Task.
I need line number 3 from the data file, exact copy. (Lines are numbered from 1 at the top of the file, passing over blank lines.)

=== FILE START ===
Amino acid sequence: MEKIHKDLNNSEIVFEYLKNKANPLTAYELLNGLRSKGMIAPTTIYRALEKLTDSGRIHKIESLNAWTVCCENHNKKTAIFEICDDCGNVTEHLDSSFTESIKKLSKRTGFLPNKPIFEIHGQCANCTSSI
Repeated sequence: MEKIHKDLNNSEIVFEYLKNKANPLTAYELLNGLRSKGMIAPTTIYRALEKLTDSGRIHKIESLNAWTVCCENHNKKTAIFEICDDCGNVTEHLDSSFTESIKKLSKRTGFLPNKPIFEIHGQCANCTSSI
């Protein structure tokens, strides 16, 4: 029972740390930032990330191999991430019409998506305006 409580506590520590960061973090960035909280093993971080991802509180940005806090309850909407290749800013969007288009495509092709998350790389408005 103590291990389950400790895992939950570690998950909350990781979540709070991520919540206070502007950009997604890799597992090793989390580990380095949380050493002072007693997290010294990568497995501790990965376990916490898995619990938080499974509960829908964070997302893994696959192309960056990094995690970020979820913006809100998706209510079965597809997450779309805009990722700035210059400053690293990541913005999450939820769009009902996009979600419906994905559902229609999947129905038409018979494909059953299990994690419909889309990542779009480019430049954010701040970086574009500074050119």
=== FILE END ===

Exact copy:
């Protein structure tokens, strides 16, 4: 029972740390930032990330191999991430019409998506305006 409580506590520590960061973090960035909280093993971080991802509180940005806090309850909407290749800013969007288009495509092709998350790389408005 103590291990389950400790895992939950570690998950909350990781979540709070991520919540206070502007950009997604890799597992090793989390580990380095949380050493002072007693997290010294990568497995501790990965376990916490898995619990938080499974509960829908964070997302893994696959192309960056990094995690970020979820913006809100998706209510079965597809997450779309805009990722700035210059400053690293990541913005999450939820769009009902996009979600419906994905559902229609999947129905038409018979494909059953299990994690419909889309990542779009480019430049954010701040970086574009500074050119």